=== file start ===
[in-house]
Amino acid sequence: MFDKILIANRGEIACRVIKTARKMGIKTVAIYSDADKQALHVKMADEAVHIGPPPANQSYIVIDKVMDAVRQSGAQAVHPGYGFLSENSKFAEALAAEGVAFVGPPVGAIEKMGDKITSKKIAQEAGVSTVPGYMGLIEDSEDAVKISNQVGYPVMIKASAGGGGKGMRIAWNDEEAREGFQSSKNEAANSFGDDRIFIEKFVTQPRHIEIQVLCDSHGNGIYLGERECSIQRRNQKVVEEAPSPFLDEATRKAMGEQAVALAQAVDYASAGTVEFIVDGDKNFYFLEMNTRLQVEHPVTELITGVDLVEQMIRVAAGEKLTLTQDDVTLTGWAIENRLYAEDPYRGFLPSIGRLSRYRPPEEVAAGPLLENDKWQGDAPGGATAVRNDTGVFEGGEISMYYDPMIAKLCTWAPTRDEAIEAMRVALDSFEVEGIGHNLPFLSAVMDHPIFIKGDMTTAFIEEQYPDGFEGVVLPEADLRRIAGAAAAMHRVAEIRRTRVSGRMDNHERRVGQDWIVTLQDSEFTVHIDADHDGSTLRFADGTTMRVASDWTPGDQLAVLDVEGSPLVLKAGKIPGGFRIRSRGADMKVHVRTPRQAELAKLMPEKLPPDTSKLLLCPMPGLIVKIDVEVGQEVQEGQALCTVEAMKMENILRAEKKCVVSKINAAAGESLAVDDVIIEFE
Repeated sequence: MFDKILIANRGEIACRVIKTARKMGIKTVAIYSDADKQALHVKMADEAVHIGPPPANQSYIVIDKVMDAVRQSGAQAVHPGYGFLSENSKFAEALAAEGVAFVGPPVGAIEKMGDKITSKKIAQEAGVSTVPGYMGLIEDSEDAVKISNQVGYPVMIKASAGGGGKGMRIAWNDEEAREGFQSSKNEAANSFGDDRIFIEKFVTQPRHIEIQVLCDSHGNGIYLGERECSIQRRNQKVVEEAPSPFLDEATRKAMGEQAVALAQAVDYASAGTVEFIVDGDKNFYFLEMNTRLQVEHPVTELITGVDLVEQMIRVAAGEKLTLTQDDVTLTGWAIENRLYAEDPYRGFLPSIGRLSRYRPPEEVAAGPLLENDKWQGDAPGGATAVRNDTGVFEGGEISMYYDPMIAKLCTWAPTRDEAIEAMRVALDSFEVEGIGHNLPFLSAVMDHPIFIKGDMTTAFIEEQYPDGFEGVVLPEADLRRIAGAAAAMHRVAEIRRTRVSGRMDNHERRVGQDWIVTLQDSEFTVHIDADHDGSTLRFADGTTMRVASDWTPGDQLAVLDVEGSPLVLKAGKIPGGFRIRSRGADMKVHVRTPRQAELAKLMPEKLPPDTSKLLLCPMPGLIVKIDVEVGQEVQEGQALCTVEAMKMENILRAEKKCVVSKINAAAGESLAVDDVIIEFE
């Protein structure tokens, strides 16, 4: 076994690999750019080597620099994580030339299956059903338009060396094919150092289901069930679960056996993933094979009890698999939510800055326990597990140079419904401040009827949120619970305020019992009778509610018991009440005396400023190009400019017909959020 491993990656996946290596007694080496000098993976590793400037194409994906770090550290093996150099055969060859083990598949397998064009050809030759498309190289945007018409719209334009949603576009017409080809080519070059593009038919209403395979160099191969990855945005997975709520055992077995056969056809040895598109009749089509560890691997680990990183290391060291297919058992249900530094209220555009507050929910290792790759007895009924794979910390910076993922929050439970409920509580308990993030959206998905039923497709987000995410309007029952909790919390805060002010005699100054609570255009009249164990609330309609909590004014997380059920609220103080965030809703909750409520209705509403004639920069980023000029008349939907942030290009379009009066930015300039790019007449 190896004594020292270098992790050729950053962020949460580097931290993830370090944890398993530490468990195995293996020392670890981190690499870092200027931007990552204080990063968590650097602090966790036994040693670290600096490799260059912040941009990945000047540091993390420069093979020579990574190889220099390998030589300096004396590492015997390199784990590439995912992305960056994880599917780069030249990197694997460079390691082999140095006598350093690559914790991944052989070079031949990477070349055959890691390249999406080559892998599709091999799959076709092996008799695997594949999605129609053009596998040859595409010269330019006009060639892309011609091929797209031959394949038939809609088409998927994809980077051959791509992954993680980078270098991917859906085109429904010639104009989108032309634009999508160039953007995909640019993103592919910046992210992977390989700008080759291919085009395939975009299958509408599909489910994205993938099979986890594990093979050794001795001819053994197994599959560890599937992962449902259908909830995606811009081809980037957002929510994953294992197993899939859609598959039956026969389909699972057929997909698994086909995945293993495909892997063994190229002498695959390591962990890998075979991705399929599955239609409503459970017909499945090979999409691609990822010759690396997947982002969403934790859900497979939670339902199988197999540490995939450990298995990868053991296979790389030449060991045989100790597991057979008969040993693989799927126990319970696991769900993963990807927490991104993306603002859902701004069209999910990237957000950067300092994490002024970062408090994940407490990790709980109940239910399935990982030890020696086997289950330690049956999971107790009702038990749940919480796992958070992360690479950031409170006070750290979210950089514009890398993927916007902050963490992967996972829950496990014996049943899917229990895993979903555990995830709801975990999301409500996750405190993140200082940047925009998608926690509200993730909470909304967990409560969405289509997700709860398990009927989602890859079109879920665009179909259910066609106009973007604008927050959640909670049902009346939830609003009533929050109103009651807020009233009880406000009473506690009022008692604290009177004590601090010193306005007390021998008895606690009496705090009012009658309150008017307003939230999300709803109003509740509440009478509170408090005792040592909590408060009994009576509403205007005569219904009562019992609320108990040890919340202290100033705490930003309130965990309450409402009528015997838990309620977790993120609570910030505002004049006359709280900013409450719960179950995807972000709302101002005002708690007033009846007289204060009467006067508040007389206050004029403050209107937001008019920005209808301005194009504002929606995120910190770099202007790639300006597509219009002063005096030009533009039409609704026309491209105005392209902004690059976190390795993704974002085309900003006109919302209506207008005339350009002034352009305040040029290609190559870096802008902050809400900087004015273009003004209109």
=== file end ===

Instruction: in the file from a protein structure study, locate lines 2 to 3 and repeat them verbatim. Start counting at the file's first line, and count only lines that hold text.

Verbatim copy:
Amino acid sequence: MFDKILIANRGEIACRVIKTARKMGIKTVAIYSDADKQALHVKMADEAVHIGPPPANQSYIVIDKVMDAVRQSGAQAVHPGYGFLSENSKFAEALAAEGVAFVGPPVGAIEKMGDKITSKKIAQEAGVSTVPGYMGLIEDSEDAVKISNQVGYPVMIKASAGGGGKGMRIAWNDEEAREGFQSSKNEAANSFGDDRIFIEKFVTQPRHIEIQVLCDSHGNGIYLGERECSIQRRNQKVVEEAPSPFLDEATRKAMGEQAVALAQAVDYASAGTVEFIVDGDKNFYFLEMNTRLQVEHPVTELITGVDLVEQMIRVAAGEKLTLTQDDVTLTGWAIENRLYAEDPYRGFLPSIGRLSRYRPPEEVAAGPLLENDKWQGDAPGGATAVRNDTGVFEGGEISMYYDPMIAKLCTWAPTRDEAIEAMRVALDSFEVEGIGHNLPFLSAVMDHPIFIKGDMTTAFIEEQYPDGFEGVVLPEADLRRIAGAAAAMHRVAEIRRTRVSGRMDNHERRVGQDWIVTLQDSEFTVHIDADHDGSTLRFADGTTMRVASDWTPGDQLAVLDVEGSPLVLKAGKIPGGFRIRSRGADMKVHVRTPRQAELAKLMPEKLPPDTSKLLLCPMPGLIVKIDVEVGQEVQEGQALCTVEAMKMENILRAEKKCVVSKINAAAGESLAVDDVIIEFE
Repeated sequence: MFDKILIANRGEIACRVIKTARKMGIKTVAIYSDADKQALHVKMADEAVHIGPPPANQSYIVIDKVMDAVRQSGAQAVHPGYGFLSENSKFAEALAAEGVAFVGPPVGAIEKMGDKITSKKIAQEAGVSTVPGYMGLIEDSEDAVKISNQVGYPVMIKASAGGGGKGMRIAWNDEEAREGFQSSKNEAANSFGDDRIFIEKFVTQPRHIEIQVLCDSHGNGIYLGERECSIQRRNQKVVEEAPSPFLDEATRKAMGEQAVALAQAVDYASAGTVEFIVDGDKNFYFLEMNTRLQVEHPVTELITGVDLVEQMIRVAAGEKLTLTQDDVTLTGWAIENRLYAEDPYRGFLPSIGRLSRYRPPEEVAAGPLLENDKWQGDAPGGATAVRNDTGVFEGGEISMYYDPMIAKLCTWAPTRDEAIEAMRVALDSFEVEGIGHNLPFLSAVMDHPIFIKGDMTTAFIEEQYPDGFEGVVLPEADLRRIAGAAAAMHRVAEIRRTRVSGRMDNHERRVGQDWIVTLQDSEFTVHIDADHDGSTLRFADGTTMRVASDWTPGDQLAVLDVEGSPLVLKAGKIPGGFRIRSRGADMKVHVRTPRQAELAKLMPEKLPPDTSKLLLCPMPGLIVKIDVEVGQEVQEGQALCTVEAMKMENILRAEKKCVVSKINAAAGESLAVDDVIIEFE